I take electrical safety very very seriously. Hence wee have RCBO's across all our distros, do not work if we do not get proper ground. Refuse to plug in gear which comes with Suko type plugs (which is not the indian D-type, so no ground) etc. Fortunately, crew is also trained to understand and have standing orders not to compromise.

While I was upset with them for plugging in the laptop without using the available DBT, I can understand why they thought it was a non issue, they were not aware of the video in the loop, and even if they were, they probably would've overlooked it. One lives and learns.

You say the console did not go down because of the connection. Why would it be damaged then ? I understand the RCBO did its job, which is satisfying. But my impression is that the audio cable coming from the laptop was Hot. Hence.

Thank you again.
Sidhu
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Tim McCulloch

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Re: A little help. Video Laptop downs console.
« Reply #3 on: November 13, 2016, 01:53:09 am »

Thank you Tim!

I take electrical safety very very seriously. Hence wee have RCBO's across all our distros, do not work if we do not get proper ground. Refuse to plug in gear which comes with Suko type plugs (which is not the indian D-type, so no ground) etc. Fortunately, crew is also trained to understand and have standing orders not to compromise.

While I was upset with them for plugging in the laptop without using the available DBT, I can understand why they thought it was a non issue, they were not aware of the video in the loop, and even if they were, they probably would've overlooked it. One lives and learns.

You say the console did not go down because of the connection. Why would it be damaged then ? I understand the RCBO did its job, which is satisfying. But my impression is that the audio cable coming from the laptop was Hot. Hence.

Thank you again.
Sidhu

Sorry, Sidhu, I somehow overlooked the blown 15v rail part of your report.  I have a pretty good guess as to the electrical failure mode but I think Mike Sokol will have a much better explanation of it...
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Re: A little help. Video Laptop downs console.
« Reply #4 on: November 13, 2016, 08:17:11 am »

Galvanic isolation is your only protection from this level of silliness.

Transformer isolation from and to *anything and everything* that you do not have 100% control over.  We learned this from Clair - as a matter of corporate policy and field practice they supply iso transformers for any input or output connection that is not part of their touring package.

Tim,

Would a Radial ProAV2 provide the isolation you're talking about here?  I always use this or similar passive whenever someone connects to my system. I just want to make sure I'm getting the protection I think I am.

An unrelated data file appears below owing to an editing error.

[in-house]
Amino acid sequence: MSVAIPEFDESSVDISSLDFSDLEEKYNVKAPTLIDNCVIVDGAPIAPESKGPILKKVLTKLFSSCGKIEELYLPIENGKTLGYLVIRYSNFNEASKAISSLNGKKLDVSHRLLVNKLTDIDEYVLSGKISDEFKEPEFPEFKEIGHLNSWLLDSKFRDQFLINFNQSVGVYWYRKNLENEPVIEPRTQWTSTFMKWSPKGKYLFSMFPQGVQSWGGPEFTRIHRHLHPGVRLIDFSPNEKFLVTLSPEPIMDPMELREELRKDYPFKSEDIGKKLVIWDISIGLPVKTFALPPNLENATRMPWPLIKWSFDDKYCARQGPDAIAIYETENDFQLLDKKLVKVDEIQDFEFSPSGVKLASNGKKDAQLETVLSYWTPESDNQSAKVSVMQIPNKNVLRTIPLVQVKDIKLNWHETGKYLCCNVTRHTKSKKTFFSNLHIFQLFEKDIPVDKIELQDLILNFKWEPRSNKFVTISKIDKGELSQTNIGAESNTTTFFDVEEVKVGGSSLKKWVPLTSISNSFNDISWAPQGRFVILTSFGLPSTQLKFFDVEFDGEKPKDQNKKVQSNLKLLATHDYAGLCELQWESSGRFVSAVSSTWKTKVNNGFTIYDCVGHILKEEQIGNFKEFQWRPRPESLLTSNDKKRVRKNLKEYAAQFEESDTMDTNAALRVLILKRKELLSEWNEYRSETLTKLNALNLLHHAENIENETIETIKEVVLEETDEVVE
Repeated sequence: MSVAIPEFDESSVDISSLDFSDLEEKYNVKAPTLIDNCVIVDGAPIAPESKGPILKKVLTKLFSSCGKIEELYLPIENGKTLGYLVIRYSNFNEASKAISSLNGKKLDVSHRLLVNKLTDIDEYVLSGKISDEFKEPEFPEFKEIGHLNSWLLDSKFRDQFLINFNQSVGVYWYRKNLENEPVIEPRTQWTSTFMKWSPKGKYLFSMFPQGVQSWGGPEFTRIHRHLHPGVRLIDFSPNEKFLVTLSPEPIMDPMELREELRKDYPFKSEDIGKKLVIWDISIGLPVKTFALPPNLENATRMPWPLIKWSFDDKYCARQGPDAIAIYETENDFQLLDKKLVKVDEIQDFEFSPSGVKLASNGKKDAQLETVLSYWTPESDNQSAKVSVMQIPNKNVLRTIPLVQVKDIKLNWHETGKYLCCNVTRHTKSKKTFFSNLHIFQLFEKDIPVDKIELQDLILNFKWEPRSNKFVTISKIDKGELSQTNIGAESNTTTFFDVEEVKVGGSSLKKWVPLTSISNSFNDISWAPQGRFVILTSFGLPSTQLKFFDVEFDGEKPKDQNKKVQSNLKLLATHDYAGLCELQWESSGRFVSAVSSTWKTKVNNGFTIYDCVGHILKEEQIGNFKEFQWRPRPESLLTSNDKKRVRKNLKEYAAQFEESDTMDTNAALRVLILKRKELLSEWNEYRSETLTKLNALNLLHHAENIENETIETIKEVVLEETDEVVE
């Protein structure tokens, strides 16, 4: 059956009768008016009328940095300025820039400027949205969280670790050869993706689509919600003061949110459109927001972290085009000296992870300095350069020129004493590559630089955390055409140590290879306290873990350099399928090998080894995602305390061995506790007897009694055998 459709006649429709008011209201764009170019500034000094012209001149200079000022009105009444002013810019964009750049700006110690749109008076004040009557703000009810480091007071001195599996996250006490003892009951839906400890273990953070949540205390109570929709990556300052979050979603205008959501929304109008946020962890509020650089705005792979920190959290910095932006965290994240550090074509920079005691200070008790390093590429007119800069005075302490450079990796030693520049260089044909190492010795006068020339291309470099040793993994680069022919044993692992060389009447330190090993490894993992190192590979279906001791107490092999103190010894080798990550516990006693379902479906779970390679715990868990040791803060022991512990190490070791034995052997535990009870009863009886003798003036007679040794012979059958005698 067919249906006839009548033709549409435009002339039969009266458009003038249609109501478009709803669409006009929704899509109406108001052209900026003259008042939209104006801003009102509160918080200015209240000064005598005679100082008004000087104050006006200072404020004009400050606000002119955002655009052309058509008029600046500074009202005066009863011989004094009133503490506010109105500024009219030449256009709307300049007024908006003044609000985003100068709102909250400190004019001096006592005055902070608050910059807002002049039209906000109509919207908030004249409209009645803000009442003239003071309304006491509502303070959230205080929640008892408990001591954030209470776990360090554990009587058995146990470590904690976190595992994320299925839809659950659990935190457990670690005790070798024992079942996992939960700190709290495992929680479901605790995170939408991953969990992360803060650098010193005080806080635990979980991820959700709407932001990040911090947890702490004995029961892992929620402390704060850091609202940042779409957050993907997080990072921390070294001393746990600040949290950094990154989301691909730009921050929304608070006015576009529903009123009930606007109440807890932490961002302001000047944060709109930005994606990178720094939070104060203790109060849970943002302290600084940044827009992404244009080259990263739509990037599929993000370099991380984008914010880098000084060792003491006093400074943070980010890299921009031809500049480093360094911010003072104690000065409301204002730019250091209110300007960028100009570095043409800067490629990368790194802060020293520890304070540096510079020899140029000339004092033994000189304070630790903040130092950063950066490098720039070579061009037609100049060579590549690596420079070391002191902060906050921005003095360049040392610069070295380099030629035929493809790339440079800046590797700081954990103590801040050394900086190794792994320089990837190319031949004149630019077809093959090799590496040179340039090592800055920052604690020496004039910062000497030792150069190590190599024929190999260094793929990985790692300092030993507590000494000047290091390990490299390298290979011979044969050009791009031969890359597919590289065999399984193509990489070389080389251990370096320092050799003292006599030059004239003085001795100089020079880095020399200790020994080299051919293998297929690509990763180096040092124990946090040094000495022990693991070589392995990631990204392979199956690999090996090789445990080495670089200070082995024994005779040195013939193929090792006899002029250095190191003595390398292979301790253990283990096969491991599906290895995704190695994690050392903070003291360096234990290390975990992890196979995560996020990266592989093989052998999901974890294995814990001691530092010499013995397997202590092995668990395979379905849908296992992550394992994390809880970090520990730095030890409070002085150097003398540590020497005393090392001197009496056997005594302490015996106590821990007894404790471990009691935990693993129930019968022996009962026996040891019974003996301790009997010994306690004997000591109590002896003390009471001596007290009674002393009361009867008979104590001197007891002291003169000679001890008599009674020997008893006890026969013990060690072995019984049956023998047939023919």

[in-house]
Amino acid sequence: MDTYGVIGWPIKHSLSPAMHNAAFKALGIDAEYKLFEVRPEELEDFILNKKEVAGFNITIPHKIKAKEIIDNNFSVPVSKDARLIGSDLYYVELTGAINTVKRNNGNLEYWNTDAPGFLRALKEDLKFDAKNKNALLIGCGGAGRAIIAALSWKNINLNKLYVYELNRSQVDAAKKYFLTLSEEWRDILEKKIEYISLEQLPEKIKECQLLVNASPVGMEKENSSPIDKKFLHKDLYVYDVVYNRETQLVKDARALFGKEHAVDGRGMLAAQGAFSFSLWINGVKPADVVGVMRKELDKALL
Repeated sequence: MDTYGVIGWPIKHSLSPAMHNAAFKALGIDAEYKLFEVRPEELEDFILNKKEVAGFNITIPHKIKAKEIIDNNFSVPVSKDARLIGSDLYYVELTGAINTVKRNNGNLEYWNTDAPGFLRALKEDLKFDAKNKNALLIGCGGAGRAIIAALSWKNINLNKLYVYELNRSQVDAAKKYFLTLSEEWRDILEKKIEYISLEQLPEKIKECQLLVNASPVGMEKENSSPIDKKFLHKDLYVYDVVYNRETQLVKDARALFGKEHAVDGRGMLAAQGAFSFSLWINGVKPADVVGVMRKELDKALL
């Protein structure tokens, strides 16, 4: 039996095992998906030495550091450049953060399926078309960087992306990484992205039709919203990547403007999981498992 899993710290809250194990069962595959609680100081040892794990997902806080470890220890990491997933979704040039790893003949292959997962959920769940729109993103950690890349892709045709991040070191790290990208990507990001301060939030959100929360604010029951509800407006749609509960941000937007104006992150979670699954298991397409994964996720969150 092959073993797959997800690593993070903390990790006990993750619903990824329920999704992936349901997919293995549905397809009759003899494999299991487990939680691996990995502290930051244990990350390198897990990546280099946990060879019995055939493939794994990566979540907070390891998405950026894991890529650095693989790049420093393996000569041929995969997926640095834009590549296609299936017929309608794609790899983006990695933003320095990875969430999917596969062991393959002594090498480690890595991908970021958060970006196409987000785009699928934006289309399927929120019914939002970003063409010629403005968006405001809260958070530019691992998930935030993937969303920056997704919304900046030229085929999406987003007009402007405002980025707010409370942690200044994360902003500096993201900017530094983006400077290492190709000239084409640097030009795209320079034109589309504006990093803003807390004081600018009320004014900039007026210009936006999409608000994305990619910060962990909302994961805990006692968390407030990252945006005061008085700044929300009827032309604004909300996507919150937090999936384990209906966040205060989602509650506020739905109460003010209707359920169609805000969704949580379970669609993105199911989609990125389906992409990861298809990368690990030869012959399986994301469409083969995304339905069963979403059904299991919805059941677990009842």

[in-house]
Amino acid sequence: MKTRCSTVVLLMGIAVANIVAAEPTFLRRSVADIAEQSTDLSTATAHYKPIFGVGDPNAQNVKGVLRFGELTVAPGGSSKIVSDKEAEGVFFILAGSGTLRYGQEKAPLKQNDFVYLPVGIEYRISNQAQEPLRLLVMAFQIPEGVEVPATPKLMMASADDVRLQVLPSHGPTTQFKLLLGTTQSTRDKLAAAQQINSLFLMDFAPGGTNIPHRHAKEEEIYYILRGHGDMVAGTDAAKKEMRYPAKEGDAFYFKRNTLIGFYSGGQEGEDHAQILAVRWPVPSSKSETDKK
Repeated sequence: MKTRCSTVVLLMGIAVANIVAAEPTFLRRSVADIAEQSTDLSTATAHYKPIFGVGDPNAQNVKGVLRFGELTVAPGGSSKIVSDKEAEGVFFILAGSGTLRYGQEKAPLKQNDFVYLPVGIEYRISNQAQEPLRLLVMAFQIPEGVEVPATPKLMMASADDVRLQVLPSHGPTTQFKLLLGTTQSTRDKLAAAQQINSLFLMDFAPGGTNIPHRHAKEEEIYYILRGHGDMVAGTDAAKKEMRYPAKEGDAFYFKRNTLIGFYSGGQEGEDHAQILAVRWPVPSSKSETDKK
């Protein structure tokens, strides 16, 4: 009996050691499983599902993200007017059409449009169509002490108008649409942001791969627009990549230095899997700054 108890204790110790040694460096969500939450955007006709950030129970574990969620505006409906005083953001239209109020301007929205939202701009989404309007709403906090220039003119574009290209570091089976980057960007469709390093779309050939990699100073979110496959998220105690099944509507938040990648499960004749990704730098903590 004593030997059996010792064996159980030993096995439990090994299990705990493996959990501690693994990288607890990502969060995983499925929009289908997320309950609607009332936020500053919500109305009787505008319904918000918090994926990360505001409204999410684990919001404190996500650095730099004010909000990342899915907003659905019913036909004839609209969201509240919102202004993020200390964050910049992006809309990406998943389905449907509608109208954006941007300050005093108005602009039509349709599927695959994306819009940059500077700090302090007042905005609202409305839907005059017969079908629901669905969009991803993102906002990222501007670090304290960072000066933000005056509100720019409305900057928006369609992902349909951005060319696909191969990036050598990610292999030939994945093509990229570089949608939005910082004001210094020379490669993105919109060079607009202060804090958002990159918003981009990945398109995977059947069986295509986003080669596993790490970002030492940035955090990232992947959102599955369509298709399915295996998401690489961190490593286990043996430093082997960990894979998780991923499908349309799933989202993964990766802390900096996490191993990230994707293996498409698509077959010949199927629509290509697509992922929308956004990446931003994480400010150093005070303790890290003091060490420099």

Ed
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Re: A little help. Video Laptop downs console.
« Reply #5 on: November 13, 2016, 08:32:37 am »

Tim,

Would a Radial ProAV2 provide the isolation you're talking about here?  I always use this or similar passive whenever someone connects to my system. I just want to make sure I'm getting the protection I think I am.

Ed
Yes.
They have transformers on the outputs and you get complete isolation with the ground switch in the lift or off position.
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Ed Hall

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Re: A little help. Video Laptop downs console.
« Reply #6 on: November 13, 2016, 08:39:09 am »

Yes.
They have transformers on the outputs and you get complete isolation with the ground switch in the lift or off position.

Thanks Keith.  BTW It was nice to meet and chat with you the other day. :)
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Mike Sokol

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Re: A little help. Video Laptop downs console.
« Reply #7 on: November 13, 2016, 10:51:15 am »

Sorry, Sidhu, I somehow overlooked the blown 15v rail part of your report.  I have a pretty good guess as to the electrical failure mode but I think Mike Sokol will have a much better explanation of it...

I find that it often helps to sketch out all the connection paths including audio, video, line, neutral and grounds. Then you can more easily trace the potential current paths and predict possible failure modes. Sidhu, can you draw up a simple diagram of how this was all hooked up? Doesn't have to be fancy, it could just be a picture of a pencil drawing on paper. That would allow a more educational discussion by everyone on the forum. This is a really important topic that we should pursue. In fact I was doing a banquet production last night when this thread popped up, and I had a discussion about audio transformer isolation with one of my A-V techs. We were able to trace out all the copper paths of the gear around us, and note potential failure modes if this A-V system spanned to a secondary room or even another building. Many of our church gigs request audio sends to overflow rooms that can be in a different building on a separate service panel. That's when it gets really dangerous. 
« Last Edit: November 13, 2016, 11:47:42 am by Mike Sokol »
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Nitin Sidhu

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Re: A little help. Video Laptop downs console.
« Reply #8 on: November 13, 2016, 11:37:08 am »

I have a pretty good guess as to the electrical failure mode but I think Mike Sokol will have a much better explanation of it...

thank you Tim!
I await Mike's revert and i do hope he stumbles in here, I have learnt so much from his generous advise! But do take the time to share your impressions.